At the Grammys, everything old is new ... again

They're trying. They're really trying. But when it comes to hipness, Grammy Award voters have a long way to go. Once again, they've managed to miss the most talked-about musical trend of the year: the resurgence of garage rock.

You couldn't pass a magazine rack without spotting the White Stripes, the Hives, or the Vines, three bands that critics said "saved" rock 'n' roll after the prefab fluff of teen pop. But they won't be in Madison Square Garden when the National Academy of Recording Arts and Sciences (NARAS) bestows its golden gramophones Sunday night. (The Grammys will air on CBS at 8 p.m.)

"I can't think of a single reason why so many of the breakthrough artists of the year were overlooked," says White Stripes publicist Chloe Walsh. "The potential to reward some very exciting new artists ... seems obvious."

That's not to say that there won't be any new faces at the podium this weekend. Grammy voters gravitated toward Norah Jones, whose debut album, "Come Away With Me," and single, "Don't Know Why," have earned a total of eight nominations, including Album of the Year, Record of the Year, and Song of the Year (a songwriters award that would go to "Don't Know Why" composer Jesse Harris).

Jones also is competing for Best New Artist, Best Female Pop Vocal Performance, and Best Pop Vocal Album.

Zach Hochkeppel, marketing director for Jones' label, the EMI/Capitol jazz subsidiary Blue Note, is thrilled that her release hit a high note with voters and the public. But he laments that overall, "The music business right now is in a very unimaginative stage."

He claims decisionmakers underestimate people's tastes - rather, they underestimate that listeners actually have taste - and blames the lack of garage-act nominees on the fact that some Grammy voters "are still painfully out of touch." He credits NARAS for working to correct that, but adds, "Sometimes it's better not to get totally acknowledged by the establishment. I don't think [the bands] are losing any sleep over it."

Mr. Hochkeppel is also skeptical about rapper Nelly's top album nod for "Nellyville." He and Jones are up against Bruce Springsteen's "The Rising," the Dixie Chicks' "Home," and Eminem's "The Eminem Show."

"Rap acts that got nominated are the ones that sold the most records. It might as well be the Billboard Awards," he scoffs. (Those awards are unabashedly sales-based.) Eminem's album was the top-selling disc of 2002; Nelly's was No. 2; the Chicks' "Home" was fourth.

But record sales can't account for R&B/pop hitmaker Raphael Saadiq's five nominations, which include Best R&B Album for "Instant Vintage," and Best R&B Song and Best Urban/Alternative Performance, both for "Be Here." He's also got a writing credit on Erykah Badu's "Love of My Life (An Ode to Hip-Hop)," which is vying for Best R&B Song and Best Song Written for a Motion Picture, Television or other Media.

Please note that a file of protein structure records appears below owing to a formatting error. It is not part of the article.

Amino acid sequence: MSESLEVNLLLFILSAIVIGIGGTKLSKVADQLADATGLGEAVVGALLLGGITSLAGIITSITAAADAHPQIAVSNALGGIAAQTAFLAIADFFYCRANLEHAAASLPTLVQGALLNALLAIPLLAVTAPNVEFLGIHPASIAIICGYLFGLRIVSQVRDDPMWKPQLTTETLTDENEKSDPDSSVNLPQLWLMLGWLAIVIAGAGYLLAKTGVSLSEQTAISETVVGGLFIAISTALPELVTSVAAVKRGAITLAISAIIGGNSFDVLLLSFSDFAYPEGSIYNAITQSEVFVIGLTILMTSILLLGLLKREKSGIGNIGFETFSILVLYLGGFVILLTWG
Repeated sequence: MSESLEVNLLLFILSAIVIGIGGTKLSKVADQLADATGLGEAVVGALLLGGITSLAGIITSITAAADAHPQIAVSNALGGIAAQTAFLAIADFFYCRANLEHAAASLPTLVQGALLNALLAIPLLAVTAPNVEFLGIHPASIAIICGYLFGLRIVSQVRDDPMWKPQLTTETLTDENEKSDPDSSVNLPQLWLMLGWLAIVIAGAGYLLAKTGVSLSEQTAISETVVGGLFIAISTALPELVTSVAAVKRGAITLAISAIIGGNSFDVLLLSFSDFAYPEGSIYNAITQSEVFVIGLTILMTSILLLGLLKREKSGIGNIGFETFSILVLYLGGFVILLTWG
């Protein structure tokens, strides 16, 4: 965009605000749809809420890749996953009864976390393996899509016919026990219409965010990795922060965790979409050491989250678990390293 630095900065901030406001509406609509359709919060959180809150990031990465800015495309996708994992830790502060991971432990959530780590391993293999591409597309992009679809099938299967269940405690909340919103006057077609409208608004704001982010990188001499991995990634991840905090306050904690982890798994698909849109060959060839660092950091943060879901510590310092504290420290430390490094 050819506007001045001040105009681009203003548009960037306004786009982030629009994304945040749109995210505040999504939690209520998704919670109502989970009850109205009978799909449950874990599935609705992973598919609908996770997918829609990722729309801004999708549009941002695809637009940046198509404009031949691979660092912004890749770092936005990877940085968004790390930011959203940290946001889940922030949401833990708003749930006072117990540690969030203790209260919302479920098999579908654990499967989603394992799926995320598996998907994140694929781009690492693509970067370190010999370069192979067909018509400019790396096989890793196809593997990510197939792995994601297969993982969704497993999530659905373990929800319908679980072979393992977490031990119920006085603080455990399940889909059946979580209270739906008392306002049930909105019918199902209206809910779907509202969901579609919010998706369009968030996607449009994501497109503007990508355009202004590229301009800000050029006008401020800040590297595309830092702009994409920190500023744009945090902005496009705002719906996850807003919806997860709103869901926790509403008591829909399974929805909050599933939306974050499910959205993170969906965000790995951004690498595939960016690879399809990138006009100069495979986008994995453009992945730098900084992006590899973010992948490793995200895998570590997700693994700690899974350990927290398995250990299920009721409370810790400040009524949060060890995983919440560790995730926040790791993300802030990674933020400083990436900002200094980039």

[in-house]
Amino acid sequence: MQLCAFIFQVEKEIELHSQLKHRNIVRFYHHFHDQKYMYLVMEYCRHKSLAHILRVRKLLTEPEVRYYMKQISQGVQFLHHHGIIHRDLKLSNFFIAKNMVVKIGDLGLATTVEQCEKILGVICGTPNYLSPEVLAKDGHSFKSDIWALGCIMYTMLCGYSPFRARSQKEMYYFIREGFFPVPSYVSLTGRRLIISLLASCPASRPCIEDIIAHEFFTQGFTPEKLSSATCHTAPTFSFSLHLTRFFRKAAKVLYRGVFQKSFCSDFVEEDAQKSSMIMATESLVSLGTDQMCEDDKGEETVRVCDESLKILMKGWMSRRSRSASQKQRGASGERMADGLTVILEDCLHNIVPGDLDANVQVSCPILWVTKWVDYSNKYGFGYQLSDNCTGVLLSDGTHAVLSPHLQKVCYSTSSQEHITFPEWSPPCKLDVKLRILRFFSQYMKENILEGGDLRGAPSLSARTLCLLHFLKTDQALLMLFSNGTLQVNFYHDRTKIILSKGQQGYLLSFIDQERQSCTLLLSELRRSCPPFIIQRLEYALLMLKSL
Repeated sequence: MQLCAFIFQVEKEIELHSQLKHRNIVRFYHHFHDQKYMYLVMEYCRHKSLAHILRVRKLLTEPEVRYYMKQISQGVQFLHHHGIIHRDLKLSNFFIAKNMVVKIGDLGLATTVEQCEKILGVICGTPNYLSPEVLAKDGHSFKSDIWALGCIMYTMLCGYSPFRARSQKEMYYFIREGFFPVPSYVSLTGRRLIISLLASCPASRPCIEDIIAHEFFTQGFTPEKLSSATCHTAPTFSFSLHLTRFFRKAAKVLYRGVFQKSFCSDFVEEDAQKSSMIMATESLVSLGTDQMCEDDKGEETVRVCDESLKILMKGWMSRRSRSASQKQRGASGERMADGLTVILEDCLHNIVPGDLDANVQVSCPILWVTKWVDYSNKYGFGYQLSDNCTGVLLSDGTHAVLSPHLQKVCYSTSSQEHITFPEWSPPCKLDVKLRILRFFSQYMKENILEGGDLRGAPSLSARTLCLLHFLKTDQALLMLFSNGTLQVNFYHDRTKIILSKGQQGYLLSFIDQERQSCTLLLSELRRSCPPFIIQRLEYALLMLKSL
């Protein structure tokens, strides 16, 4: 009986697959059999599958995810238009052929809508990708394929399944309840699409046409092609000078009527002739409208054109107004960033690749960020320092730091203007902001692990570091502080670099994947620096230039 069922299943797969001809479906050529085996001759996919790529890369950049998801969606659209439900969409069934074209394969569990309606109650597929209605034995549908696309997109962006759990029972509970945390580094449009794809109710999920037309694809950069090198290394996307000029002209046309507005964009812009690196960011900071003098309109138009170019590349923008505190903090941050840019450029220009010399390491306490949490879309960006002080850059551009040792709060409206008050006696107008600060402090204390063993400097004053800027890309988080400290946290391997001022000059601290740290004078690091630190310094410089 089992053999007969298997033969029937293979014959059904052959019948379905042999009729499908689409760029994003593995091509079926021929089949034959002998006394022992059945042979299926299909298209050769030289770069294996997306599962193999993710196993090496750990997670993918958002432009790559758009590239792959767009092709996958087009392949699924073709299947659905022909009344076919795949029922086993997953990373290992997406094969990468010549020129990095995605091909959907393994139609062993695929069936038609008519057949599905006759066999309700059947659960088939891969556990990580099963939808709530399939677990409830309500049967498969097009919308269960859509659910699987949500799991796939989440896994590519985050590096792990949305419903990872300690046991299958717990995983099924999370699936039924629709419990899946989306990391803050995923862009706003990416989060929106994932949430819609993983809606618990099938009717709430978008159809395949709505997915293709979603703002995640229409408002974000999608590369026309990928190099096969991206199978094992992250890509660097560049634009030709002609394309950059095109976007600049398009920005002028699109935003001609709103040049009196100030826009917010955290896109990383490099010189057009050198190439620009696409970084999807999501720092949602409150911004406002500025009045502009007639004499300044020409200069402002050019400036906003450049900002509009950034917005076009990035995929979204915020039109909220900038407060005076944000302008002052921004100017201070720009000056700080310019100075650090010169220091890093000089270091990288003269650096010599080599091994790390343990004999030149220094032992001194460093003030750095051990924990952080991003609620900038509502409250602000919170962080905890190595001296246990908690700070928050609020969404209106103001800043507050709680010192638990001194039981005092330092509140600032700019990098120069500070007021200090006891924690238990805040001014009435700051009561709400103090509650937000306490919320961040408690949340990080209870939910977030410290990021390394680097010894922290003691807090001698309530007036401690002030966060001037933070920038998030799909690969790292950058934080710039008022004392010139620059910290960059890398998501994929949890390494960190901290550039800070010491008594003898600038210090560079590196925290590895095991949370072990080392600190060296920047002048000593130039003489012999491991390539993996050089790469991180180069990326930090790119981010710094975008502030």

Two weeks before the nominations were announced, Saadiq and his label, Universal Records, parted ways. He was disappointed that his album sold only 168,000 copies and noted, "Being on a major label, it should have sold more than that."

Saadiq was flattered to learn Grammy voters were listening anyway. It's also possible Universal's many Grammy voters threw support his way before he left the fold.

There's no such muscle-flexing at independent label Red House Records, which has one song sung by Lucinda Williams in the running for Best Female Country Vocal Performance.

"We have one vote in this building and the Sonys of the world have many, many votes," says Red House president Bob Feldman. "They have more visibility; they're able to spend more money [on lobbying]." Williams is competing against major-label stars Faith Hill, Martina McBride, and Lee Ann Womack, and an independent-label release by Dolly Parton.

As for whether major-label staffers vote with their ears or to protect their jobs, Mr. Feldman says, "I'd like to think they're voting for the talent and voting in the categories they know about. But I don't think that's the case.... If they did, there'd be a lot more indies winning."

Hochkeppel predicts that Bruce Springsteen's cathartic post-9/11 release, "The Rising," "will clean up." The disc is also contending for Best Rock Album, and the same-titled single is up for Song of the Year, Best Male Rock Vocal Performance and Best Rock Song.

"Springsteen is going to win [for Album of the Year] because (a), it's a wonderful record and (b), it's a lifetime achievement. He's been neglected by the Grammys," says Hochkeppel. Recent wins by Santana and Steely Dan bolster this theory.

Neglect of outstanding artists is another industry issue.

"A lot of [the problems] come from the fact that the major labels have too much power," he says. But he commends NARAS for making progress; 10 years ago, an album like last year's "O Brother, Where Art Thou" likely would not have been nominated, much less win Album of the Year. (The film soundtrack is on roots music label Lost Highway, a subsidiary of Universal.)

Other indie artists, such as Delbert McClinton (the musician who taught John Lennon how to play harmonica) are also getting long-delayed recognition.

McClinton's "Nothing Personal" won Best Contemporary Blues Album last year; he's nominated again for his follow-up, "Room to Breathe."

McClinton's friend, blues player Tommy Castro, finds that encouraging. It means, he says, "Good music still has a chance of getting out there. As long as the songs are good, anything can happen."

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